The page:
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Executives

Jeremy Darroch - Chief Executive Officer

Andrew Griffith - Chief Financial Officer

Analysts

Stanley Martinez – Legal and General Investment Management

Adam Spielman – PPM America

Larry Haverty – GAMCO Investors

Allan Nichols – Morningstar

British Sky Broadcasting Group (BSY) F2Q11 (Interim 2011) Earnings Conference Call January 27, 2011 10:00 AM ET

Operator

Thank you and welcome to British Sky Broadcasting’s Interim Results Conference Call. Today’s call is being recorded. Hosting the call will be Jeremy Darroch, Chief Executive Officer and Andrew Griffith, Chief Financial Officer.

This call is the property of British Sky Broadcasting Group TLC and it may not be recorded for broadcast without the written permission of British Sky Broadcasting Group TLC. This call may include certain forward-looking statements with respect to the group’s business and strategy. All forward-looking statements are subject to risks and uncertainties and are qualified by the precautionary statements in Sky’s 2010 annual report.

I would now like to hand the call over to Mr. Jeremy Darroch, Chief Executive Officer.

Jeremy Darroch

Okay, thank you. Good morning everybody and thanks for joining us today. Now hopefully you’ve had a chance to look at today’s results and also to download the slides from our website. So what I’d like to do is run through the highlights and then we’ll follow that up with any questions that you may have.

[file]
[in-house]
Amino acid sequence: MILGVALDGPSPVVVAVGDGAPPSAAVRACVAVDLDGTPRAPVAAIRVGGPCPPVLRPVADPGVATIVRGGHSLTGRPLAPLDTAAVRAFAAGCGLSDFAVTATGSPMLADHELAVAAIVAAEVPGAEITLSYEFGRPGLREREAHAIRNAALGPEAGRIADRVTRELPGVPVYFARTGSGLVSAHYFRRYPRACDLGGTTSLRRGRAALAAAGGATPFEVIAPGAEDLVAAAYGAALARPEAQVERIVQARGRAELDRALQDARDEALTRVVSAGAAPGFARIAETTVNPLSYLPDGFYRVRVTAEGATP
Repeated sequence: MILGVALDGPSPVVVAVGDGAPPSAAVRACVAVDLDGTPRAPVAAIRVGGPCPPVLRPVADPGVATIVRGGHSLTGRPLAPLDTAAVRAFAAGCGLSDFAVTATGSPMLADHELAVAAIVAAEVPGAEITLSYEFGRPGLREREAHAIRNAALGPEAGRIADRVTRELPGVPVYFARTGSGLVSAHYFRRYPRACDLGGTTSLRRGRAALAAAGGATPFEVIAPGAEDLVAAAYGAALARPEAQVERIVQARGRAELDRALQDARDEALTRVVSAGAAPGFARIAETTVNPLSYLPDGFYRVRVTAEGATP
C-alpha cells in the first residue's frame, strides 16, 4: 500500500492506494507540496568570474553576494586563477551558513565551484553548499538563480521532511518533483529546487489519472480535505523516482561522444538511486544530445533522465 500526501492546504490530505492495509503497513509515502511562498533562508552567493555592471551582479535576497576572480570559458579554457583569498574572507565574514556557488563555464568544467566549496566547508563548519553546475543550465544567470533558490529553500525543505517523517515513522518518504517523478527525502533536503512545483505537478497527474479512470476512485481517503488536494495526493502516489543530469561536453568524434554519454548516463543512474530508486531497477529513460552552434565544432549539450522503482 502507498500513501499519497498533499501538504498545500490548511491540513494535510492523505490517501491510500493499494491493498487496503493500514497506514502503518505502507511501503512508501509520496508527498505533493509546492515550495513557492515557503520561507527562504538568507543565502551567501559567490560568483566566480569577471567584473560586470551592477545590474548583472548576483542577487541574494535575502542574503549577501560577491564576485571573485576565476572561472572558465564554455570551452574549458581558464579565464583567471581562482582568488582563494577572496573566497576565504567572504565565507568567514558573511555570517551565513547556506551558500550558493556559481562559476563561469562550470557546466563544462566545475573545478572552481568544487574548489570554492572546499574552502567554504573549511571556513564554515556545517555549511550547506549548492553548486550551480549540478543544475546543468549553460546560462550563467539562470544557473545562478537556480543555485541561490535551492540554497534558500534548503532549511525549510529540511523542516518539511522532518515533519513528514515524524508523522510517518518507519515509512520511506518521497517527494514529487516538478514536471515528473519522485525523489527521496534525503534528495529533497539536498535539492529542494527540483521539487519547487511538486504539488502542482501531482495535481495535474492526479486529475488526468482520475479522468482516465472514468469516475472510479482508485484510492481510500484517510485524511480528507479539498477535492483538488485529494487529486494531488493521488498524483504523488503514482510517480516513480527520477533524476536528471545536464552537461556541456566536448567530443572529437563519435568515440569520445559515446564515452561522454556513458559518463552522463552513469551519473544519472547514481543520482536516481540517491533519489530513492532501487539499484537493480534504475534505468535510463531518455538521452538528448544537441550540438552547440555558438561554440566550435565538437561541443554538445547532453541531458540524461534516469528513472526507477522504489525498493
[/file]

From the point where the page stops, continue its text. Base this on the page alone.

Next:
So in summary we’ve had an excellent first half. Total growth was ₤2.2 million and we achieved our milestone of 10 million customers part way through the second quarter. We continued to see strong demand for our products pretty much across the board, particularly in HD and Home Communications. Revenues were up 15% to ₤3.2 billion with a strong performance in retail advertising and wholesale.

As the profits from our investments flow through, operating profit increased by 26% and EPS by 32%. On the back of this performance we’re announcing 11% increase in the interim dividend. Now looking at the detail total net product growth in the second quarter was ₤1.2 million and more customers are choosing Sky with second quarter net additions with ₤140,000 and a good performance in customer loyalty with churn of 9.5%.

Now within product growth we saw an outstanding performance in broadband, talk and high definition. Basically we ended the quarter with nearly 3.5 million customers and in broadband we saw our highest rate of growth in ten quarters taking us to a total of 3 million customers. So that means that almost 1 in 4 of our customers now take all of our TV, broadband and talk. So our strategy is working well. We’re making good progress both operationally and financially.